16. The lives of Ikemefuma and Okonkwo can be deemed parallel to the extent that they both have fathers whose behavior is judged unacceptable. What do you think the contributing factors are to the divergent paths their fate takes them on as a result of their respective fathers' shadows?

17. The title of the novel is derived from the William Butler Yeats poem entitled The Second Coming, concerned with the second coming of Christ. The completed line reads: "Things fall apart; the centre cannot hold." What layers of meaning are discernible when this completed line is applied to the story?

18. The District Commissioner is going to title his work The Pacification of the Primitive Tribes of the Niger (p. 209). What do you interpret from this to be his perception of Okonkwo and the people of Umuofia? And what do you imagine this augurs in the ensuing volumes in Achebe's trilogy of Nigerian life?

Introduction

It is the express purpose of this guide to aid your group in reading, discussing, and more fully enjoying this illuminating work. It provides you with new perspectives on the work and hopefully provides you with new avenues for your conversations.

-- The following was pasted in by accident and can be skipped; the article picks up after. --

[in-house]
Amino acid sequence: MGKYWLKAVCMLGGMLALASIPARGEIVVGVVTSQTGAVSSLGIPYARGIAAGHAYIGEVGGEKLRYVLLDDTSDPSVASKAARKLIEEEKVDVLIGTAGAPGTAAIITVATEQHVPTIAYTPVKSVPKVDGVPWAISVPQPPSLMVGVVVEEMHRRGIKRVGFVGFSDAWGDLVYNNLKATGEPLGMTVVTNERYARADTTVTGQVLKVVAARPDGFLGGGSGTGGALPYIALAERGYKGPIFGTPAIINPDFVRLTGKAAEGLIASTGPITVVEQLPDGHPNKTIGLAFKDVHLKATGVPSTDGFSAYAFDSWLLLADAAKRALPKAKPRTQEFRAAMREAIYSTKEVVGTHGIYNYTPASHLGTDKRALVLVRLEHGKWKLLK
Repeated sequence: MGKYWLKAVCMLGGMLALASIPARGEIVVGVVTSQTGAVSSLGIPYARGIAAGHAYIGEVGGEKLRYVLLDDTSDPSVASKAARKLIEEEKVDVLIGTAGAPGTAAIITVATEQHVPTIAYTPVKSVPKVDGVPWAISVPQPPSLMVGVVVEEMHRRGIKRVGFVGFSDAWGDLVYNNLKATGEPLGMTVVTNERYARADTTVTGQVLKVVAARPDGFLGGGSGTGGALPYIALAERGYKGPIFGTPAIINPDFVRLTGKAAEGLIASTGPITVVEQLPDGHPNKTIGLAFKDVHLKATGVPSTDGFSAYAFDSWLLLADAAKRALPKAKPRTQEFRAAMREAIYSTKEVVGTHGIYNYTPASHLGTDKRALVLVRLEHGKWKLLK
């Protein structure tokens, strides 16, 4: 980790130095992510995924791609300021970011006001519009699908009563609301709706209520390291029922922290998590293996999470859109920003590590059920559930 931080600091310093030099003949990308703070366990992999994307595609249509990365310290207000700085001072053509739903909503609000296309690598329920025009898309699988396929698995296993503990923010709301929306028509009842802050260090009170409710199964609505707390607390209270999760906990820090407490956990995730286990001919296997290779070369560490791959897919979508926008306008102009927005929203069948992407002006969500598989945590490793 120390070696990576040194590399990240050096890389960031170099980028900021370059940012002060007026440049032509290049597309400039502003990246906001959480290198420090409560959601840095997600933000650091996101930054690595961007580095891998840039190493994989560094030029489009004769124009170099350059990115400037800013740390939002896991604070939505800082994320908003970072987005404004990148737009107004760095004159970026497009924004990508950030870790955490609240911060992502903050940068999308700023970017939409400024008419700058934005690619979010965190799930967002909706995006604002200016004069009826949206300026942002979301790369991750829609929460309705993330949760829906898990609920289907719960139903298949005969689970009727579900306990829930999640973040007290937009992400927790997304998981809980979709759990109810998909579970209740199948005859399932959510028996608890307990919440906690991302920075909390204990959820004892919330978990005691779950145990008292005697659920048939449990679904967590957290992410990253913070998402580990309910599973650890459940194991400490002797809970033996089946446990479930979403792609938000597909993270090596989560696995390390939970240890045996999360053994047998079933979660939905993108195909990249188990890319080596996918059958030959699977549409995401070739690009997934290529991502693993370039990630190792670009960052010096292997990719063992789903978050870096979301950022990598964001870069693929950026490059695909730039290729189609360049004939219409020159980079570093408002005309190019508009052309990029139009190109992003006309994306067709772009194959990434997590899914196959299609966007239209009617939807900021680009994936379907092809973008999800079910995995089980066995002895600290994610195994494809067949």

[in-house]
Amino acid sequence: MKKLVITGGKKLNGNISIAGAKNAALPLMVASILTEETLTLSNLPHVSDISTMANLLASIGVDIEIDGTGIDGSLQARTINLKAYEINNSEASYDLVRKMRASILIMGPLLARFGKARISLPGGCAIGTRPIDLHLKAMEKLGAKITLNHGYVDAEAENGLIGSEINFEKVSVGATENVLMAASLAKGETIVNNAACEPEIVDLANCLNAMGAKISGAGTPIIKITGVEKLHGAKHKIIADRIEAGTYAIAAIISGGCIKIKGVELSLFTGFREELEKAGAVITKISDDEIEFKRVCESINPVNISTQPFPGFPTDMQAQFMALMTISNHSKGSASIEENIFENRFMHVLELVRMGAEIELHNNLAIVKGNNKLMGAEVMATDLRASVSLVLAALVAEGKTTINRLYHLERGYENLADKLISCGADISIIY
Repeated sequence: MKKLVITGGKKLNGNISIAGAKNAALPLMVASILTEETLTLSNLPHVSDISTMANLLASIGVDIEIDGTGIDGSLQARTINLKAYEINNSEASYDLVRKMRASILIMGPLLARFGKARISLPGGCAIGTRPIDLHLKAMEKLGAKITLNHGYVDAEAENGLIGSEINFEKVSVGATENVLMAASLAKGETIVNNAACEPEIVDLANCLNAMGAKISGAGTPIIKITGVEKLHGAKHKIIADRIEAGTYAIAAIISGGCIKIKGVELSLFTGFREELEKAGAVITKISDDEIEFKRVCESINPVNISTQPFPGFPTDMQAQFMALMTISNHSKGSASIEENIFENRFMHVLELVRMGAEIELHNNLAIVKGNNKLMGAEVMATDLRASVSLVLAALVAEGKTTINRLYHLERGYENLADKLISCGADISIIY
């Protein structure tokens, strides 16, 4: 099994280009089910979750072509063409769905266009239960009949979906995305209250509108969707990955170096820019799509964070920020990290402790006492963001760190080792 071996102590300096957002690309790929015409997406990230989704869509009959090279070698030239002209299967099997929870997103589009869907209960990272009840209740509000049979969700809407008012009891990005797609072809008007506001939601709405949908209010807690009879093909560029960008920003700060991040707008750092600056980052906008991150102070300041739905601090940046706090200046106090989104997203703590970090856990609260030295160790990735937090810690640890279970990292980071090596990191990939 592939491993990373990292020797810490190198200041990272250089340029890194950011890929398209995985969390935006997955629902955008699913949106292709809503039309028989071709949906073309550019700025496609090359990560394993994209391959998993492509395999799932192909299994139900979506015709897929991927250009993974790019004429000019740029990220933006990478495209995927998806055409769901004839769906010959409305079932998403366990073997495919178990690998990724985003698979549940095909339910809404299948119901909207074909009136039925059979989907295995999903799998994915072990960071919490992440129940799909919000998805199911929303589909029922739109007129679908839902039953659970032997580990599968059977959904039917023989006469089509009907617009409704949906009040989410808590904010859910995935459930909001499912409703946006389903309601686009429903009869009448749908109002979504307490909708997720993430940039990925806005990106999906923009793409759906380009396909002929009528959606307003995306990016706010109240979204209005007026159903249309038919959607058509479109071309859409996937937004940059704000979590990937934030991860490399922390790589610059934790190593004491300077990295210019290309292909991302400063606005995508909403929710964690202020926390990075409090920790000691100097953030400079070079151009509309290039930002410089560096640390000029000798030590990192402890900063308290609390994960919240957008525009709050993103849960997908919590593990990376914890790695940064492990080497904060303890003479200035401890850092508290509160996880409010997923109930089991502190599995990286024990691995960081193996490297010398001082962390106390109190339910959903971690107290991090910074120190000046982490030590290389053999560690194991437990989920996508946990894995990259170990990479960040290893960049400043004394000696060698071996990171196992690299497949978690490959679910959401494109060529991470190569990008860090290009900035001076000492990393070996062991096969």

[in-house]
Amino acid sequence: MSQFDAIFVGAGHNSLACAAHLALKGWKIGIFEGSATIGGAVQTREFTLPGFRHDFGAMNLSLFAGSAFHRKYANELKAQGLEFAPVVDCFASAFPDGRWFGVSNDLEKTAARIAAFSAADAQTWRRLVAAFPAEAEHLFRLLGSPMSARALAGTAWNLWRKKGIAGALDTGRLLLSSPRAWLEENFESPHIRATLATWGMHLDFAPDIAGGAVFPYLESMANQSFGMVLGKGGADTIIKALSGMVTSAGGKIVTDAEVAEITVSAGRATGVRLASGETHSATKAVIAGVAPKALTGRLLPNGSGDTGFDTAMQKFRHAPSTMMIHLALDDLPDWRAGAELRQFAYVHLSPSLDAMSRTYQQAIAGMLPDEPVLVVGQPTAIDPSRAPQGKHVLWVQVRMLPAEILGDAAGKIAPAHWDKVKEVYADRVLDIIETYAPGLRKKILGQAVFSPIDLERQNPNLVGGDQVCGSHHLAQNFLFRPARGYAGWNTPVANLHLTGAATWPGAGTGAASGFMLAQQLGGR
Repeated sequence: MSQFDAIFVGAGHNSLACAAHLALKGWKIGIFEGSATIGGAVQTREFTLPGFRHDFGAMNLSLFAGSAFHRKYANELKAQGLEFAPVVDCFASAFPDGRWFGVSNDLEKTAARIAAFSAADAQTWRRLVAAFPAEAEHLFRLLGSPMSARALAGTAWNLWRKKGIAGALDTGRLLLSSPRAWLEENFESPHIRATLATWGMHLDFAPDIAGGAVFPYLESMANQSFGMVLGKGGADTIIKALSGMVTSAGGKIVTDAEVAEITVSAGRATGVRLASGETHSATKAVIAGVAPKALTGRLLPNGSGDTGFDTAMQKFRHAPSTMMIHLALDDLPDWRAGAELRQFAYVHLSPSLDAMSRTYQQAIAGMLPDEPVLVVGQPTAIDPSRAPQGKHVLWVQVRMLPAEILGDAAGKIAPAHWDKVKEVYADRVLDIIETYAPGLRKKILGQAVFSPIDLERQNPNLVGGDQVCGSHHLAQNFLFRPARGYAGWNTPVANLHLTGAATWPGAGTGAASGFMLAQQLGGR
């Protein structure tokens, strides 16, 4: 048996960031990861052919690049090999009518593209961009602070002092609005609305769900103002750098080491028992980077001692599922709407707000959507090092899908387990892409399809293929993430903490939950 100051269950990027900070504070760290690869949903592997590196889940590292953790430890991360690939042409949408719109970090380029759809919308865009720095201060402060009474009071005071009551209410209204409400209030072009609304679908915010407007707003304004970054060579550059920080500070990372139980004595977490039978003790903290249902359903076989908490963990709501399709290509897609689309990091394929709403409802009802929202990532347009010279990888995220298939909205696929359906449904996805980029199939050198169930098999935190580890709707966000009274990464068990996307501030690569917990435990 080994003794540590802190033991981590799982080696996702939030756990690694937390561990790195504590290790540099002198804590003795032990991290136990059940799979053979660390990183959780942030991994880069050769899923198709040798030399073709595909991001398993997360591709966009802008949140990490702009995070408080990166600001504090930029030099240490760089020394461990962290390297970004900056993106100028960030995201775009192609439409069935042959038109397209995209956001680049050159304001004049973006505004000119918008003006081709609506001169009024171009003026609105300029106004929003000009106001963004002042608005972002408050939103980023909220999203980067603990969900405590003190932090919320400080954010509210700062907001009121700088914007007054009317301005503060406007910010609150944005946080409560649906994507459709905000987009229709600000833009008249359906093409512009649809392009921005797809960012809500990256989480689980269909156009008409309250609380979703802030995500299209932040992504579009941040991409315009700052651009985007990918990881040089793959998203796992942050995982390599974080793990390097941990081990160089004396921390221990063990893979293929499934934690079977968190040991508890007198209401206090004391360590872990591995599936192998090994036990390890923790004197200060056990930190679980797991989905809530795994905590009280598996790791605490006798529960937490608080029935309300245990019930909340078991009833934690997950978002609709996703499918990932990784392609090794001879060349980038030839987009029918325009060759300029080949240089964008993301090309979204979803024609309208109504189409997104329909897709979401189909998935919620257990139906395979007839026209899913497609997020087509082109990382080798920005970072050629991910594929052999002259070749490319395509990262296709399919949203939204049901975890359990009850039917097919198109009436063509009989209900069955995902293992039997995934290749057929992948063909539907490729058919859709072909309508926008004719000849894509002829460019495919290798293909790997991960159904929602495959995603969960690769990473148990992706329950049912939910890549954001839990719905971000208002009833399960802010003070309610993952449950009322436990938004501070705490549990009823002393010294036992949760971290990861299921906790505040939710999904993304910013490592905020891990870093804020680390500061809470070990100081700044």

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Things Fall Apart (African Writers Series) 3.7 out of 5 based on 0 ratings. 169 reviews.
kelsey dubose More than 1 year ago
The book was good. i did not think that i would like it. Only reason i might have thought that was because i had to read it for school. So it was kind of forced on me but then i realy got into the book i wanted to se what happens to him and i really started to like reading about their native ways. And that is what i think made the book so good was that it had someting that a lot of books that i read do not have and that is why i think this book is a good book.